Not just another statistic: an examination of teen suicide

March 9, 2020 — by Marisa Kingsley and Andy Chen

Editor's note: Jack and Alice are pseudonyms to maintain the sources’ anonymity. 

For Alice, feeling like an “unsurpassable weight” is pressing on her shoulders is normal. 

“I feel empty and have felt empty for as long as I can remember,” she said. “It feels like I’m in this dark hole, and I’m falling, and I’m trying to scream and reach out and yell for help, but no matter how much I try, I can’t get out.”

These feelings have resulted in a battle with suicidal thoughts and depression. She said that before she opened up to about her struggles in person, she turned to online counseling services like 7 Cups, which connected her to therapists and other peers going through similar hardships — all with the safety of anonymity.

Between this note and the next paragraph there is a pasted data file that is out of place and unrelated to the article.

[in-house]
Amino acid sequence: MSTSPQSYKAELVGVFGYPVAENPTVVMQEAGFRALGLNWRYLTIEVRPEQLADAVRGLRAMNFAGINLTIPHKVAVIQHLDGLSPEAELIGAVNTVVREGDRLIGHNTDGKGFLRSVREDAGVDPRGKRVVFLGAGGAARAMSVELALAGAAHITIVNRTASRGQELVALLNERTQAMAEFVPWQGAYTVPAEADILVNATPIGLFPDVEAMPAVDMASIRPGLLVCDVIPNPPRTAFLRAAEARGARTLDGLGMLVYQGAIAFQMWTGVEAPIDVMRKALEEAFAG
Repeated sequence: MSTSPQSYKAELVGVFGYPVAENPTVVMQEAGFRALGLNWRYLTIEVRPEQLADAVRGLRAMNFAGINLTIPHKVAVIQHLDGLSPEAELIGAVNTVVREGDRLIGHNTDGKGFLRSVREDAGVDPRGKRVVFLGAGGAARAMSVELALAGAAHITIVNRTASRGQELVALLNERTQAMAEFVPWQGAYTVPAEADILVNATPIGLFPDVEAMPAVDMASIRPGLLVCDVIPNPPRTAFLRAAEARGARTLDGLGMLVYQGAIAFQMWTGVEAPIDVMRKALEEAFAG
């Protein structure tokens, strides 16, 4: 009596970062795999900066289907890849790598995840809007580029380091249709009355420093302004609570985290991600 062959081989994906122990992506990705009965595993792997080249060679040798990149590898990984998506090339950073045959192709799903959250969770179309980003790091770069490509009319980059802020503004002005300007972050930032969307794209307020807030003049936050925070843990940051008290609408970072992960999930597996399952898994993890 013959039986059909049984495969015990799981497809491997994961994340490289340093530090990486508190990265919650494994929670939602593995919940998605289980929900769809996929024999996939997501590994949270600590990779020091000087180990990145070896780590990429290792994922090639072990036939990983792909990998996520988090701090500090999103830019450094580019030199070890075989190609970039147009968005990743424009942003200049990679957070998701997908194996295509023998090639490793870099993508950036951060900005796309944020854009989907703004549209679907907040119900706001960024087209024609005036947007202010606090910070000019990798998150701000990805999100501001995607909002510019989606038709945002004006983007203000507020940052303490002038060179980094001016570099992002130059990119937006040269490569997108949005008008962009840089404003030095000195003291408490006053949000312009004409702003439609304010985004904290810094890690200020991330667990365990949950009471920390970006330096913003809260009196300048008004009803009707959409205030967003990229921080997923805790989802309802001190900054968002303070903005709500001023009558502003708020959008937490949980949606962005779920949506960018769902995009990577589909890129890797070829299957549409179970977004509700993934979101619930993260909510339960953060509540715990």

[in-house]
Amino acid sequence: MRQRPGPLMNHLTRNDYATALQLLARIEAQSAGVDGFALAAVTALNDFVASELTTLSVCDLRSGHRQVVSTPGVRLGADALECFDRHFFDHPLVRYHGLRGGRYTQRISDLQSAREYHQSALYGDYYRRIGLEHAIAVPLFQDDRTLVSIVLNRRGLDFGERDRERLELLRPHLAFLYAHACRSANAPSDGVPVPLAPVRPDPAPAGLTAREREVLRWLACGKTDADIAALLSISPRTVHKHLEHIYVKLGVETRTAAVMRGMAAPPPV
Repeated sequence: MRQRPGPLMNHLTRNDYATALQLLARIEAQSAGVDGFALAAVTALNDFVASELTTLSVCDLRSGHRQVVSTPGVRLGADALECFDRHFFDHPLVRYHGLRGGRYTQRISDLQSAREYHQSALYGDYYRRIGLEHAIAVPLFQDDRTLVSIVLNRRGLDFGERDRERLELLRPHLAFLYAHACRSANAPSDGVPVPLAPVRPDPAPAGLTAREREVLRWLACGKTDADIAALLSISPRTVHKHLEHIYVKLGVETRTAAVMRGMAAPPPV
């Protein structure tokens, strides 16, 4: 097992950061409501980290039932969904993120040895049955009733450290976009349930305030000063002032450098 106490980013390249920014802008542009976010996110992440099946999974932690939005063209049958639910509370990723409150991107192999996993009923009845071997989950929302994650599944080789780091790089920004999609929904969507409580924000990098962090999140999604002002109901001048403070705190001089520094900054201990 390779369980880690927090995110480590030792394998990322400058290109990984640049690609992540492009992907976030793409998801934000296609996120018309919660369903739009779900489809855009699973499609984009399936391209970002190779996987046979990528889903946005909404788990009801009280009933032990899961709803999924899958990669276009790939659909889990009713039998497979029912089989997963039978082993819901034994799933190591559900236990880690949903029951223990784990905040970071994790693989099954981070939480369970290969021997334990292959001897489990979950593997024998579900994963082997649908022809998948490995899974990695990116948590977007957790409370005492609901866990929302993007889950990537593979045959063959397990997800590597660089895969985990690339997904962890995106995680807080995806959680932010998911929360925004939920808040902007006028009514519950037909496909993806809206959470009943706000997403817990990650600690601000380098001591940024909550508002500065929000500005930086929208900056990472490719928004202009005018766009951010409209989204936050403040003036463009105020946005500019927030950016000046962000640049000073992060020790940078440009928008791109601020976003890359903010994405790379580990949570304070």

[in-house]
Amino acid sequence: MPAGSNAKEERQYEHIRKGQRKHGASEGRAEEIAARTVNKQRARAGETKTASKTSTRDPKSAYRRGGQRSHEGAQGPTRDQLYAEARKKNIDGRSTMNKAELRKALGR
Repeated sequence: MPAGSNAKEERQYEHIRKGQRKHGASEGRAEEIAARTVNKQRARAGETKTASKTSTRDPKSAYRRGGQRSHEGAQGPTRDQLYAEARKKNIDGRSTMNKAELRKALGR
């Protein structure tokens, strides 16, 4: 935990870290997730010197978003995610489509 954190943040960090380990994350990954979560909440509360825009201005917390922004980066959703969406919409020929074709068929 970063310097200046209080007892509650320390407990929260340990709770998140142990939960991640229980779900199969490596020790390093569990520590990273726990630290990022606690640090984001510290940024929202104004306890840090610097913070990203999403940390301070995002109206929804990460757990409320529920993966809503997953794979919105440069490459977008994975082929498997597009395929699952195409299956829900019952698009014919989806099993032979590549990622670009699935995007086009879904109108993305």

“As a group, we were able to talk through possible situations and coping mechanisms,” she said.

Alice credits these strangers with providing her with validation and hope, which helped her “start to understand that [she] wasn’t some monster or some crazy person.” 

Despite the school’s accessible mental health resources such as CASSY, suicidal thoughts are still prevalent among students here: Out of the 1,164 students who took the California Healthy Kids Survey last March, 33 said that they had attempted suicide, 196 seriously considered suicide and 56 had made a plan for suicide. 

These results reflect an alarming national trend: the increase in teen suicide in the past decade. According to PBS News Hour, the national youth suicide rate has been gradually rising, from 12.5 deaths per 100,000 people in 2000 to 17 deaths per 100,000 people in 2017. In the same year, the Center for Disease Control (CDC) reported that suicide was the second leading cause of death among Americans ages 10 to 34. 

According to Suicide Awareness Voices of Education (SAVE), research consistently shows depression, both clinical (which is caused by physiological factors), and situational (which is due to environmental factors) to be intrinsically linked to suicide. Ninety percent of people who die by suicide had an existing mental illness or substance abuse problem.